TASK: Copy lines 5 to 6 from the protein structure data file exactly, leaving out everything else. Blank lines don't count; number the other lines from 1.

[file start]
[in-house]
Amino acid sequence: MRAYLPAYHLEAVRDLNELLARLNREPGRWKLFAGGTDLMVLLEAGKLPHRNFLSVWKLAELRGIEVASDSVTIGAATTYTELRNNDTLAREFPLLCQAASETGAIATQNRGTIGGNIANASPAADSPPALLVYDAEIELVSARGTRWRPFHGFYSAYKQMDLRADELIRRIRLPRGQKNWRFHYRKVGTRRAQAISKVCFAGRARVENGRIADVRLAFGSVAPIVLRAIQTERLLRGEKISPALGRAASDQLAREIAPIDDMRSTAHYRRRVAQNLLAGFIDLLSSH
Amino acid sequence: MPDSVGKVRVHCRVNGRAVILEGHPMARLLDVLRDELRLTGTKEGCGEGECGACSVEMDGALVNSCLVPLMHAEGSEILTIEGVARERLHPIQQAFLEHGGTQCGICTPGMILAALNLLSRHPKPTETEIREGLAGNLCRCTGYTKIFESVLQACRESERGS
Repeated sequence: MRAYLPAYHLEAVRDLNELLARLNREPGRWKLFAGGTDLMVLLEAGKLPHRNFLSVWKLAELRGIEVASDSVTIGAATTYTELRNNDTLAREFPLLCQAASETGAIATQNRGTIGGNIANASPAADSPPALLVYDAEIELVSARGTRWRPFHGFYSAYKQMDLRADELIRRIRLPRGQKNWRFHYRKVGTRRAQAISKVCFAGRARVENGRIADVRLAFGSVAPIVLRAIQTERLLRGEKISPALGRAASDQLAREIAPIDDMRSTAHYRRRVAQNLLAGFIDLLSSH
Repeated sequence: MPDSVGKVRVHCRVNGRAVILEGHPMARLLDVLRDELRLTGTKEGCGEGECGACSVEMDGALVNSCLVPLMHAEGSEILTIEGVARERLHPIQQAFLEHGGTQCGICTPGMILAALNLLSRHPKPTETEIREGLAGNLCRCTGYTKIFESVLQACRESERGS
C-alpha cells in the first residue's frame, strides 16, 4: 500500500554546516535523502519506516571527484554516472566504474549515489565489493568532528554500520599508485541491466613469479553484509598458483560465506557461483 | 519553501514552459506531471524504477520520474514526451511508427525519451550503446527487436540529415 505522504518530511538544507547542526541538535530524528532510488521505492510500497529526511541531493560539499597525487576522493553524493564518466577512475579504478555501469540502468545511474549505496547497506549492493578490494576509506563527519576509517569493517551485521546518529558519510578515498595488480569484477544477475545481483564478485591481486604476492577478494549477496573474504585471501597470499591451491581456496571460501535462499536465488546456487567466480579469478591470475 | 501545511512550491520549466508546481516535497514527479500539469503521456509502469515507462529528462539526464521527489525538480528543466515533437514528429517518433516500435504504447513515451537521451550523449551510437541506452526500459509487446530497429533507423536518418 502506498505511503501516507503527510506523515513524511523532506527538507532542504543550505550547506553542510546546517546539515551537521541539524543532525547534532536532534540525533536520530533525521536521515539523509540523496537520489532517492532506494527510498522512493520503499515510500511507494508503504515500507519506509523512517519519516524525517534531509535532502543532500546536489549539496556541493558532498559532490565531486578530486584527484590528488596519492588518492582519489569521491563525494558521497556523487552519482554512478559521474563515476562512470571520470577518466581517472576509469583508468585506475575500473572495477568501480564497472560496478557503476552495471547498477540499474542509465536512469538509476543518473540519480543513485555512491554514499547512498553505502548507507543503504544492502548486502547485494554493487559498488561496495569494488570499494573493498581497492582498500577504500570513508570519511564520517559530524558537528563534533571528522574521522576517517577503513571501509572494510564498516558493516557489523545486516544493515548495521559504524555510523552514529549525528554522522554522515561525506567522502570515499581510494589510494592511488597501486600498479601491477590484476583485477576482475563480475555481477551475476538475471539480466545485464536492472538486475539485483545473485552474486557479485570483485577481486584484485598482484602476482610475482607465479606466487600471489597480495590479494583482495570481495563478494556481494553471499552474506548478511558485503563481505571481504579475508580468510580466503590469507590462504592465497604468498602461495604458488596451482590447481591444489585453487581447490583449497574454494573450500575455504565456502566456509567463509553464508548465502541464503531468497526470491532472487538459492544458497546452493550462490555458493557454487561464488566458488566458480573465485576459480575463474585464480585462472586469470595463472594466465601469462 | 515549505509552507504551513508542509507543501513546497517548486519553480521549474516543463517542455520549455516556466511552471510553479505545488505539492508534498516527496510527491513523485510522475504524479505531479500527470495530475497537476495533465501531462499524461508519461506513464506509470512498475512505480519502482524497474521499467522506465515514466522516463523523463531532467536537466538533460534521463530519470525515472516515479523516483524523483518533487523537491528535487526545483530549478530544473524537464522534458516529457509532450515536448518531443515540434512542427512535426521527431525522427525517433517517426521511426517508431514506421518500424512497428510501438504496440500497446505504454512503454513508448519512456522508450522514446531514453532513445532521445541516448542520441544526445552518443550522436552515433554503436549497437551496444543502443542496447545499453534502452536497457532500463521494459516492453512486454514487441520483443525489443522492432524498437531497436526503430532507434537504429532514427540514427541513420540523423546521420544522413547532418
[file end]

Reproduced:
Repeated sequence: MPDSVGKVRVHCRVNGRAVILEGHPMARLLDVLRDELRLTGTKEGCGEGECGACSVEMDGALVNSCLVPLMHAEGSEILTIEGVARERLHPIQQAFLEHGGTQCGICTPGMILAALNLLSRHPKPTETEIREGLAGNLCRCTGYTKIFESVLQACRESERGS
C-alpha cells in the first residue's frame, strides 16, 4: 500500500554546516535523502519506516571527484554516472566504474549515489565489493568532528554500520599508485541491466613469479553484509598458483560465506557461483 | 519553501514552459506531471524504477520520474514526451511508427525519451550503446527487436540529415 505522504518530511538544507547542526541538535530524528532510488521505492510500497529526511541531493560539499597525487576522493553524493564518466577512475579504478555501469540502468545511474549505496547497506549492493578490494576509506563527519576509517569493517551485521546518529558519510578515498595488480569484477544477475545481483564478485591481486604476492577478494549477496573474504585471501597470499591451491581456496571460501535462499536465488546456487567466480579469478591470475 | 501545511512550491520549466508546481516535497514527479500539469503521456509502469515507462529528462539526464521527489525538480528543466515533437514528429517518433516500435504504447513515451537521451550523449551510437541506452526500459509487446530497429533507423536518418 502506498505511503501516507503527510506523515513524511523532506527538507532542504543550505550547506553542510546546517546539515551537521541539524543532525547534532536532534540525533536520530533525521536521515539523509540523496537520489532517492532506494527510498522512493520503499515510500511507494508503504515500507519506509523512517519519516524525517534531509535532502543532500546536489549539496556541493558532498559532490565531486578530486584527484590528488596519492588518492582519489569521491563525494558521497556523487552519482554512478559521474563515476562512470571520470577518466581517472576509469583508468585506475575500473572495477568501480564497472560496478557503476552495471547498477540499474542509465536512469538509476543518473540519480543513485555512491554514499547512498553505502548507507543503504544492502548486502547485494554493487559498488561496495569494488570499494573493498581497492582498500577504500570513508570519511564520517559530524558537528563534533571528522574521522576517517577503513571501509572494510564498516558493516557489523545486516544493515548495521559504524555510523552514529549525528554522522554522515561525506567522502570515499581510494589510494592511488597501486600498479601491477590484476583485477576482475563480475555481477551475476538475471539480466545485464536492472538486475539485483545473485552474486557479485570483485577481486584484485598482484602476482610475482607465479606466487600471489597480495590479494583482495570481495563478494556481494553471499552474506548478511558485503563481505571481504579475508580468510580466503590469507590462504592465497604468498602461495604458488596451482590447481591444489585453487581447490583449497574454494573450500575455504565456502566456509567463509553464508548465502541464503531468497526470491532472487538459492544458497546452493550462490555458493557454487561464488566458488566458480573465485576459480575463474585464480585462472586469470595463472594466465601469462 | 515549505509552507504551513508542509507543501513546497517548486519553480521549474516543463517542455520549455516556466511552471510553479505545488505539492508534498516527496510527491513523485510522475504524479505531479500527470495530475497537476495533465501531462499524461508519461506513464506509470512498475512505480519502482524497474521499467522506465515514466522516463523523463531532467536537466538533460534521463530519470525515472516515479523516483524523483518533487523537491528535487526545483530549478530544473524537464522534458516529457509532450515536448518531443515540434512542427512535426521527431525522427525517433517517426521511426517508431514506421518500424512497428510501438504496440500497446505504454512503454513508448519512456522508450522514446531514453532513445532521445541516448542520441544526445552518443550522436552515433554503436549497437551496444543502443542496447545499453534502452536497457532500463521494459516492453512486454514487441520483443525489443522492432524498437531497436526503430532507434537504429532514427540514427541513420540523423546521420544522413547532418